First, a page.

The Graham Saga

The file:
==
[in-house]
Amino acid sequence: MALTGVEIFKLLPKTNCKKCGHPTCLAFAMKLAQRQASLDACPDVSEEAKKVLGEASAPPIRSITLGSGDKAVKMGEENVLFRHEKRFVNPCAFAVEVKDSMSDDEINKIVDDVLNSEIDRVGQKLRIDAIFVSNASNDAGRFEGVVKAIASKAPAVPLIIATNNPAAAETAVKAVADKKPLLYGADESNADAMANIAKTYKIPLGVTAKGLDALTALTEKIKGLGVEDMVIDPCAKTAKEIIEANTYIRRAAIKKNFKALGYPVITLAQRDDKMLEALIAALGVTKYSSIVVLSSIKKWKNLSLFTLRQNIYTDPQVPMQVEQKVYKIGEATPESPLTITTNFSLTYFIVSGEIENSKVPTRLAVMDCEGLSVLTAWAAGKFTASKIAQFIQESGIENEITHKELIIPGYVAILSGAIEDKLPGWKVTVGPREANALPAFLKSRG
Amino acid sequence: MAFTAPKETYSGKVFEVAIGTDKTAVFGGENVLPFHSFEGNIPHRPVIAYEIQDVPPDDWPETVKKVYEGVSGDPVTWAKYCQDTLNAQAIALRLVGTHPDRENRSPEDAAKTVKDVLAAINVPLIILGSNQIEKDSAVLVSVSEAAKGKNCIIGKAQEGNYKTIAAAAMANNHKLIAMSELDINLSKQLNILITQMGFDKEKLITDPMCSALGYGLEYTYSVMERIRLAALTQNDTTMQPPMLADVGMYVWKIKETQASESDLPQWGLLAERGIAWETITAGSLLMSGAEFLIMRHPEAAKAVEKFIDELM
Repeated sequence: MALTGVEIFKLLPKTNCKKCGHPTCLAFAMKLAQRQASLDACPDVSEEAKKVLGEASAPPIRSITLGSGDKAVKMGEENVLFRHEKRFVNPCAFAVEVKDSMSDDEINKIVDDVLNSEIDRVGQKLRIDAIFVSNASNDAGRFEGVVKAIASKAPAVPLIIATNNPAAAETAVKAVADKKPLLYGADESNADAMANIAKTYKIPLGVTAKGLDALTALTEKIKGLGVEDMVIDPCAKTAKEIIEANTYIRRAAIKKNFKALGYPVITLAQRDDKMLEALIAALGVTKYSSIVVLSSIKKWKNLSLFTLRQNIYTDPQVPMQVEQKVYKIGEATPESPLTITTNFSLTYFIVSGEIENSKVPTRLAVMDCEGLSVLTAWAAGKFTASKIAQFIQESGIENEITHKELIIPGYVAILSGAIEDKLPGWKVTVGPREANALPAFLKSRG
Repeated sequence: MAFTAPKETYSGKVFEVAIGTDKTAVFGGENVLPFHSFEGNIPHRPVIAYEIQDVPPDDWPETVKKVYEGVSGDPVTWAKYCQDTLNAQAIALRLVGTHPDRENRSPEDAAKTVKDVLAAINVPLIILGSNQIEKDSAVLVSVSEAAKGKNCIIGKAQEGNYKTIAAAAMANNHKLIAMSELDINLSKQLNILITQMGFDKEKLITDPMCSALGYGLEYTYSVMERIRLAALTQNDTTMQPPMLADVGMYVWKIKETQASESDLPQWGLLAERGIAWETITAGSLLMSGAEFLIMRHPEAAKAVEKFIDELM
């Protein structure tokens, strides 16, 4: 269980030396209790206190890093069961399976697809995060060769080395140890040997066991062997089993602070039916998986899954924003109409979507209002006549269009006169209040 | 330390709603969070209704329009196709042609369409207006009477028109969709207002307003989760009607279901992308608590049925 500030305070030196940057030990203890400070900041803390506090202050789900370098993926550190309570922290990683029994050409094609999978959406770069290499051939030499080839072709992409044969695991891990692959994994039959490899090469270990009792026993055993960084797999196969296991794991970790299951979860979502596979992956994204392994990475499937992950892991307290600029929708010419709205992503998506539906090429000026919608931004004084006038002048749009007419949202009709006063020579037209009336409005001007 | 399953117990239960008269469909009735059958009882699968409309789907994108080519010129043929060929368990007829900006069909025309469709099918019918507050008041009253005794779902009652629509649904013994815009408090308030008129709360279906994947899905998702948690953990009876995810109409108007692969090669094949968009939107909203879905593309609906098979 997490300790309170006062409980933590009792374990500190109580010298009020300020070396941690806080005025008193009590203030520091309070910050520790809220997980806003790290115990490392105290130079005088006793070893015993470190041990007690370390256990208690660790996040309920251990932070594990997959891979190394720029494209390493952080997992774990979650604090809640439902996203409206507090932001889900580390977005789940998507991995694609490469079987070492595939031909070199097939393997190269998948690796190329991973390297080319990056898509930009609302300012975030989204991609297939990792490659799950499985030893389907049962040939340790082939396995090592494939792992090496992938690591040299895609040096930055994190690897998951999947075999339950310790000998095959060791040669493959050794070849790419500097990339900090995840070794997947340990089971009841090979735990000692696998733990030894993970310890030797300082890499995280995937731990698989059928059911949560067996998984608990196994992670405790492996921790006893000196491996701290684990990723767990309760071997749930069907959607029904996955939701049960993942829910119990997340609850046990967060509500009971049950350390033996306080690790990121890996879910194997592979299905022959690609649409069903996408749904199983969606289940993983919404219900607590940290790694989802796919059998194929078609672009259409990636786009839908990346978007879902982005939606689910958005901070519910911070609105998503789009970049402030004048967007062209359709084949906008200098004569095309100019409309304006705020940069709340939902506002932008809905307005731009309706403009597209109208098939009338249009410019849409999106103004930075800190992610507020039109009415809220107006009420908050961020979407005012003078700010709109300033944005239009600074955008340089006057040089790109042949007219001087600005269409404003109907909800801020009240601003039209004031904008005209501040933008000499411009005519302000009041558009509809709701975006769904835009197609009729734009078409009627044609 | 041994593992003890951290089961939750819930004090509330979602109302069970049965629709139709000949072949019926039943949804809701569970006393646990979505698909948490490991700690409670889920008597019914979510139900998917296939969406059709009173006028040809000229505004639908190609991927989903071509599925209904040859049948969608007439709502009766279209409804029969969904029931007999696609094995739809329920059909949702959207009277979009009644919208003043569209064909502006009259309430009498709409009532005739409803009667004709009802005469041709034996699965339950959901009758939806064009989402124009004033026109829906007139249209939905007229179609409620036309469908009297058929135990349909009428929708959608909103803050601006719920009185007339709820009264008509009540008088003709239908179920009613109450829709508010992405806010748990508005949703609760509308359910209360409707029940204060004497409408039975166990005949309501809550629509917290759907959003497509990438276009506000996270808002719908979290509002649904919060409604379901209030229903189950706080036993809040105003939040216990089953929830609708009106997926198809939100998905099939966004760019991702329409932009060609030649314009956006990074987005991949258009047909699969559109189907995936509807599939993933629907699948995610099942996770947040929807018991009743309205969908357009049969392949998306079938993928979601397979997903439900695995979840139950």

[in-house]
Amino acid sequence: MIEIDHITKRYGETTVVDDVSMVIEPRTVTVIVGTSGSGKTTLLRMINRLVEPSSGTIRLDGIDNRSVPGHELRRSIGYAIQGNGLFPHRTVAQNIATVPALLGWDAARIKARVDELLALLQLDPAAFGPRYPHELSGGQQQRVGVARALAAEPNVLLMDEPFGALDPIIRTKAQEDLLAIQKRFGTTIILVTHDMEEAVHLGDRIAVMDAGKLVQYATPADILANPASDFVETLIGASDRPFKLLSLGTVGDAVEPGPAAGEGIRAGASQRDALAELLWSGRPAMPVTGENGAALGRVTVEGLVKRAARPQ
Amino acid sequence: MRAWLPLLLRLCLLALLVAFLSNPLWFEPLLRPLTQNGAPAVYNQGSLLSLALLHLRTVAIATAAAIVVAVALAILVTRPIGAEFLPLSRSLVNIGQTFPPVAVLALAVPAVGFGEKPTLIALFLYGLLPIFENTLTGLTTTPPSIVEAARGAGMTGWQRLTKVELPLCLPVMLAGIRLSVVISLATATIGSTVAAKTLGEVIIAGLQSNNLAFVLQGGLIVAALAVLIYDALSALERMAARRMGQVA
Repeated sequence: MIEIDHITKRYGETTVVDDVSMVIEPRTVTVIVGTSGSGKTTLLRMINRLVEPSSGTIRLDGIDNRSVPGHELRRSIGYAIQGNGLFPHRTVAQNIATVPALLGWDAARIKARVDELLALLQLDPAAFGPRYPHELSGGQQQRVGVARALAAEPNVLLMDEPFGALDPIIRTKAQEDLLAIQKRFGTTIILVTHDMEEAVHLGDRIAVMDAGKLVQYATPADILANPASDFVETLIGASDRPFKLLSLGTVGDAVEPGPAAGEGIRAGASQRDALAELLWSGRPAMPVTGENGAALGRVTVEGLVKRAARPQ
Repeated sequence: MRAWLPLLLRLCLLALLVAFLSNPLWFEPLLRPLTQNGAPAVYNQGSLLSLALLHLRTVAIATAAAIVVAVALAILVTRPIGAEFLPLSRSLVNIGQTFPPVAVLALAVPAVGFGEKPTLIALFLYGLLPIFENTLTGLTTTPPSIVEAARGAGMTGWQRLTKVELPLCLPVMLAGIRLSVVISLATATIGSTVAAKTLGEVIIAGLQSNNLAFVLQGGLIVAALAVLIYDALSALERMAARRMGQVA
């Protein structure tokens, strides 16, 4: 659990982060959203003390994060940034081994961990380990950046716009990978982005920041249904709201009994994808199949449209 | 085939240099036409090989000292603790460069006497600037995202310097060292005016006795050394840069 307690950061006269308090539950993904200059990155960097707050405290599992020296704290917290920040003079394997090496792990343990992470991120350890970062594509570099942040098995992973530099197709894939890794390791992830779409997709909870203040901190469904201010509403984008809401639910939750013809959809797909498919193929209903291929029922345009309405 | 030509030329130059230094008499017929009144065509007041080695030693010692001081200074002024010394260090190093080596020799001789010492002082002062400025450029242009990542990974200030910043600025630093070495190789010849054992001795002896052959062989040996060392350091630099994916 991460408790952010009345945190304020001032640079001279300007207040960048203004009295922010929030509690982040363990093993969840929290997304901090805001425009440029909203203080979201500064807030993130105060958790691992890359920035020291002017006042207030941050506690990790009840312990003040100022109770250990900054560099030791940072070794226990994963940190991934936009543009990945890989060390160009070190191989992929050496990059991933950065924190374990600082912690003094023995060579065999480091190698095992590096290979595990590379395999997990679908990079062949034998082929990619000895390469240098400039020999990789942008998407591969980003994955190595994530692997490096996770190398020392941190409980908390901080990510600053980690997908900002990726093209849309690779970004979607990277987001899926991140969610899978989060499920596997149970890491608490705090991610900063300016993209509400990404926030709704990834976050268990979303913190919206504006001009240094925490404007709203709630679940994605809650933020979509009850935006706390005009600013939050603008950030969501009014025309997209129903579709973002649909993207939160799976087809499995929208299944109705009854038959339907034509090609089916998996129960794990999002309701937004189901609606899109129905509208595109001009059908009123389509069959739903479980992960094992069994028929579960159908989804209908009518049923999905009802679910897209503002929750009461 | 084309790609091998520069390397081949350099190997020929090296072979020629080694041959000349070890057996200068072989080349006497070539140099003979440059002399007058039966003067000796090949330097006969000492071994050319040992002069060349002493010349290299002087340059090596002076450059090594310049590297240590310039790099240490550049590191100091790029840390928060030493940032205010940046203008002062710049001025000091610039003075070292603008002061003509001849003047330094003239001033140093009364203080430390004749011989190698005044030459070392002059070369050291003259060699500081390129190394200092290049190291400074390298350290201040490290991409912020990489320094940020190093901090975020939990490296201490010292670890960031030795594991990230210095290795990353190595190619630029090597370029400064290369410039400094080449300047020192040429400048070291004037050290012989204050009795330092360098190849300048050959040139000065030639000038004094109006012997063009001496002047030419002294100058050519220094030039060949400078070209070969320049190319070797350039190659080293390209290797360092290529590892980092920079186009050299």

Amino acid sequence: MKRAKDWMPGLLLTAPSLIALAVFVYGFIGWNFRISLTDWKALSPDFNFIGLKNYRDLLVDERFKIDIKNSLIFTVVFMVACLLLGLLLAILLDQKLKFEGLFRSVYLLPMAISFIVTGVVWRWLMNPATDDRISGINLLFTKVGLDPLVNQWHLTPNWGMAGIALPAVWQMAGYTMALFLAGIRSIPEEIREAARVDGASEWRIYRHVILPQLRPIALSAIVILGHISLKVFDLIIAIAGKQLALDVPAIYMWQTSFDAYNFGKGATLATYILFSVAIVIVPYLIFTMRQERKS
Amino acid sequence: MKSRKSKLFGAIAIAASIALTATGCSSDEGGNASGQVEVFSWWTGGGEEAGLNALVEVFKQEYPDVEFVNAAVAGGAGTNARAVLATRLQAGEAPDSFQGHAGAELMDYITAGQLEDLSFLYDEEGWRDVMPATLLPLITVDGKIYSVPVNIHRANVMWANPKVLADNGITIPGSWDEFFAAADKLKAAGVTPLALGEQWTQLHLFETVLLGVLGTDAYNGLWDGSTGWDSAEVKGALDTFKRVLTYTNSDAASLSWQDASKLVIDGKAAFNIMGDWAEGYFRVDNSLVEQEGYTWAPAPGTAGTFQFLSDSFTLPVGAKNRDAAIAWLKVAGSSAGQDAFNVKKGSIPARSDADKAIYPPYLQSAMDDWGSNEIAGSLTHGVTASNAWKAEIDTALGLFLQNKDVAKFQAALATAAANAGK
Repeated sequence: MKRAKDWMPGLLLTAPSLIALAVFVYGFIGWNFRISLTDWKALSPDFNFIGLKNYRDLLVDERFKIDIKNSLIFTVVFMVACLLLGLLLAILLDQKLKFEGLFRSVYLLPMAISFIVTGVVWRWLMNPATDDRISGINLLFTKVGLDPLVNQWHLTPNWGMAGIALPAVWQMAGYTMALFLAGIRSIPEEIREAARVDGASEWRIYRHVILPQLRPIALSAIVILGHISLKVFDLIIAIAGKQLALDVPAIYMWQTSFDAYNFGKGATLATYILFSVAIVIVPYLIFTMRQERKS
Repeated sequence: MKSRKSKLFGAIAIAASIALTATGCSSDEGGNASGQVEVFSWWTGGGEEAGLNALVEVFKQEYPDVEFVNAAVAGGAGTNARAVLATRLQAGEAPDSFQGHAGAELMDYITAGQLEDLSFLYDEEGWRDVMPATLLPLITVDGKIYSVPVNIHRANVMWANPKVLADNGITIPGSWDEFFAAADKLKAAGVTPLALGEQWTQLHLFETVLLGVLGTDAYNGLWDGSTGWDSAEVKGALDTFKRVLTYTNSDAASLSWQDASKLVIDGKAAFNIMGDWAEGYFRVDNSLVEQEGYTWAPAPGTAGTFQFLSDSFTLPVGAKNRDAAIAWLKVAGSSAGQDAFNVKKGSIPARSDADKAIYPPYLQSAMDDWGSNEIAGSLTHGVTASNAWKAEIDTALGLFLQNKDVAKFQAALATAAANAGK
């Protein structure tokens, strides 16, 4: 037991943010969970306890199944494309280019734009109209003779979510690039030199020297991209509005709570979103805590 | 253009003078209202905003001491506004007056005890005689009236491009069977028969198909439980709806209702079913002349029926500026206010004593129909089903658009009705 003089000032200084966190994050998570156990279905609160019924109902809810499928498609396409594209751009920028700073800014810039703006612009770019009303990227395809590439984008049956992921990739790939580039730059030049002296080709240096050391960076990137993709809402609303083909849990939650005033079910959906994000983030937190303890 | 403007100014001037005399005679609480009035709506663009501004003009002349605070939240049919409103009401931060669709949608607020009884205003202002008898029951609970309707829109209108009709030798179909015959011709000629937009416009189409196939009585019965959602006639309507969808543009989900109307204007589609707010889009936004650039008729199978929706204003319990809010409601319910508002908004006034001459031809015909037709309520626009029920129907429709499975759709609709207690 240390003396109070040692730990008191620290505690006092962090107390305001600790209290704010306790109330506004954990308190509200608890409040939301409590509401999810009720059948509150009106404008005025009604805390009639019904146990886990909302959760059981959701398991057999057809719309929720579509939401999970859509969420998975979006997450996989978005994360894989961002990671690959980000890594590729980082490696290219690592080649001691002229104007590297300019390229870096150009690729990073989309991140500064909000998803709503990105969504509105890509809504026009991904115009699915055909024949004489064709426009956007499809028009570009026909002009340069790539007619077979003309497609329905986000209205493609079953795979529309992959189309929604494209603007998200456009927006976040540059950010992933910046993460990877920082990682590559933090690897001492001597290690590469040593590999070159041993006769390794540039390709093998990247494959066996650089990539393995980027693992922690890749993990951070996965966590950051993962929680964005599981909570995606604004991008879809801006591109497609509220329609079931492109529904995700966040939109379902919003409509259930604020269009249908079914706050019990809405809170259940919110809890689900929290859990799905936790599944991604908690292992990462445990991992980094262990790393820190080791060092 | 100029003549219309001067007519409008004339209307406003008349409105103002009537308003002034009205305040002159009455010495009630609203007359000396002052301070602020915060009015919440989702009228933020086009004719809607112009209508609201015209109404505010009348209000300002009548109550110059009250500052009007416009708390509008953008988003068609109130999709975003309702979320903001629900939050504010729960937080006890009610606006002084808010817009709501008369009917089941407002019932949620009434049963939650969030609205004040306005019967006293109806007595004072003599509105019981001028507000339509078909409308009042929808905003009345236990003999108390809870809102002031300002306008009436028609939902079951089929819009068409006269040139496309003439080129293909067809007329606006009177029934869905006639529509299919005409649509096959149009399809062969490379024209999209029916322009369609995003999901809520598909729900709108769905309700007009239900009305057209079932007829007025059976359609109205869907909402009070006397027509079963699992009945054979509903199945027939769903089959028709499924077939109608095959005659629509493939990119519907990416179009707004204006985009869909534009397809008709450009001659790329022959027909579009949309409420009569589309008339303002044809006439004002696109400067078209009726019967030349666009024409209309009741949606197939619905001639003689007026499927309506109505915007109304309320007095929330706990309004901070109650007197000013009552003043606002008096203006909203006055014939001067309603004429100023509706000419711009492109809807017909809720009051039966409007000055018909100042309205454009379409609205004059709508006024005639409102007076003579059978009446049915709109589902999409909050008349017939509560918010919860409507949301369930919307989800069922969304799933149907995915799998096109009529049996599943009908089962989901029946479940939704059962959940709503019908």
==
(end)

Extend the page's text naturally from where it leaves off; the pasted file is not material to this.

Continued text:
My colleague The Moose, fresh from a forced-march family vacation in the Lone Star State, has drawn attention to the profile of Texas gubernatorial candidate Kinky Friedman by Dan Halpern in the current issue of The New Yorker. This is indeed a great read, which shows exactly how far the Kinkster is pushing the anti-political, political envelope beyond the far horizons established by Jesse Ventura back in 1998 (compared to Kinky, The Body was a fairly conventional candidate, as the former Ventura advisors now staffing Friedman have probably figured out).But the same issue of The New Yorker has another piece that I highly recommend: Peter J. Boyer's article on Billy and Franklin Graham. (The article's not available online, though the New Yorker site does offer an audio slide show about it).Boyer interprets Billy Graham's rise as representing the emergence of Protestant Evangelical Christianity through the deliberate blurring of fundamentalism's "rough edges," most epecially doctrinal rigidity and hostily towards less-rigorous Christians. And he interprets Franklin Graham's long and winding road towards a prominence rivalling his father's as illustrating a more recent resurgence of fundamentalist theology bent on direct engagement with secular culture, and a recommitment to conservative and partisan politics.I found Boyer's reporting on Billy Graham's early career, and the hostility he generated among evangelical fundamentalists, fascinating and instructive. As it happens, I grew up in a conservative southern evangelical milieu, and had no idea Graham was considered a dangerous liberal by the fundies. Indeed, my wife and I have virtually identical anecdotes from our childhood about our deeply conservative Baptist grandmothers striding to the family television set (a major war-zone in those pre-cable days), changing the channel from a movie our fathers wanted to watch, and announcing: "It's time for Billy Graham." No one dared to switch the channel back.In the decades since those innocent days, the fundamentalists have indeed not only reconquered southern evangelical Protestantism, but appear to currently occupy the commanding heights of evangelical Protestantism around the country. Billy's son, Franklin, is part of the backlash. And moreover, another famous son of a famous father, George W. Bush, is a key transition figure in the rightward turn of evangelical Protestantism.You probably know the story: Back during his impressionable thirties, W. left behind a casual affiliation with the Anglicanism of his forefathers, and perhaps a more intense attachment to the congregation of Jack Daniels, after a discussion with Billy Graham. And years later, of course, the younger Bush developed a close political alliance with the new fundamentalist-dominated Christian Right, including the younger Graham. Indeed, Franklin Graham probably achieved his greatest notoriety when protests broke out against his plans to become an administration-authorized dispenser of aid to war-ravaged Iraq despite a history of inflammatory statements about Islam as "evil."In any event, the whole tale is fascinating, and worth the price of buying the print version of The New Yorker. You can read about Kinky for dessert.